If he hasn't persuaded you of that then, clearly, he has some work to do.

  • on a comment on Punching the Frog [Update] over 6 years ago

    Hillary has been the victim of sexism.  That's been true since 1991 at least and undoubtedly stretches back to her public life in Arkansas and, I'm sure, her private life as well.  Perhaps there are Obama supporters who would deny that, but I'm not one of them and I don't believe that there are many who would.

    Is the problem really that Obama's supporters deny that Hillary's been the victim of sexism, or is it their refusal to agree with you - specifically, their refusal to share your belief that Obama is an objectively inferior candidate who prevailed primarily because of his identity?  Or that Hillary is an objectively superior candidate whose identity played no significant part in her success?  If it's the latter, then I doubt you'll ever get the "support" you want.

    Otherwise, you're right, it will be difficult for the Democratic Party if "one half doesn't want to admit what happened to the other half" - but really, I think that statement could apply to either half of the party, right now.

  • on a comment on Punching the Frog [Update] over 6 years ago

    And note how the poster condemns sexism in one breath, even as they deride Pelosi's "botox face" in another.

    And then there's the inevitable assertion that Pelosi's supposed preference for Obama is due to some desire to be the queen bee, and not because, you know, she's a bona-fide liberal who views Hillary's Clintonism with skepticism, or some other non-sexist reason.

  • comment on a post Punching the Frog [Update] over 6 years ago

    You can say this:

    Can't we say that while we have seen little racism in the campaign, the sexism has been vile and obvious and widespread particulary in the media and from pundits?

    But you can't expect anyone to be sympathetic to your claim when you flatly dismiss the exact same view expressed by Obama supporters.

    Discrimination doesn't only happen when it happens to you.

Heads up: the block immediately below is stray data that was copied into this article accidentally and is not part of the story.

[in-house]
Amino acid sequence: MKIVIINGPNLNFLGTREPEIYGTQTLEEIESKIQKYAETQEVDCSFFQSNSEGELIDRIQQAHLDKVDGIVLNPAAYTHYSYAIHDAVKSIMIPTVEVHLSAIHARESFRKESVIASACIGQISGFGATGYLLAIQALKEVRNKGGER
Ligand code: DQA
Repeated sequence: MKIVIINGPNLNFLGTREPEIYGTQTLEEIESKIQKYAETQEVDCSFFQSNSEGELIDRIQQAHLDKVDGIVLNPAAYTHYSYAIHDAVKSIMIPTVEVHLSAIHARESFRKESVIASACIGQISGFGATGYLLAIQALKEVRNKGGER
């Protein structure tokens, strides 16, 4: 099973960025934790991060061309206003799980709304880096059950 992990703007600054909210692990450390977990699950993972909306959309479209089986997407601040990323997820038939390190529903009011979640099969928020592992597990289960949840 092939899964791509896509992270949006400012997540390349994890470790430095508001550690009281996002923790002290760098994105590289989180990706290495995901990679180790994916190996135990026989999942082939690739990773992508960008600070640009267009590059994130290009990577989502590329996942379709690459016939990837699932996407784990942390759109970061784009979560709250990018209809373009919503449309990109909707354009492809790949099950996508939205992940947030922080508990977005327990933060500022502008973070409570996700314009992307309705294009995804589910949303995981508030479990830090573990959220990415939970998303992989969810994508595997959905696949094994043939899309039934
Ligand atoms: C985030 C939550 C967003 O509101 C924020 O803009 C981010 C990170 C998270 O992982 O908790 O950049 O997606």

• That the narrowness of Kerry's defeat was due to the presence of John Edwards.

  • I'm hesitant to endorse the idea that political parties are "private" in any meaningful way.  But that is neither here nor there.

    There is absolutely no reason that a person should have less of a right to influence the Democratic Primary because they move from one state to another - it's ridiculous to claim that one's right to influence the Democratic Primary should change, for example, because they move from one side of the South Carolina-North Carolina border to the other.  Whatever the rules may be, for a national contest, they must be consistent across state lines.

    In the major political parties, that's the delegates, which in Democratic primaries are apportioned by its party's turnout in the past two Presidential elections.

    This, too, is ridiculous.  A state that turns out X+1 Democrats in the current election should not be given less influence than a state that turned out X Democrats merely because the latter turned out more in some previous election.  The influence on this election should be determined by the turnout in this election.

    There does have to be some "common currency."  That common currency should be votes.  Any aspect of the system that prevents that currency from being common should be changed to ensure that it is.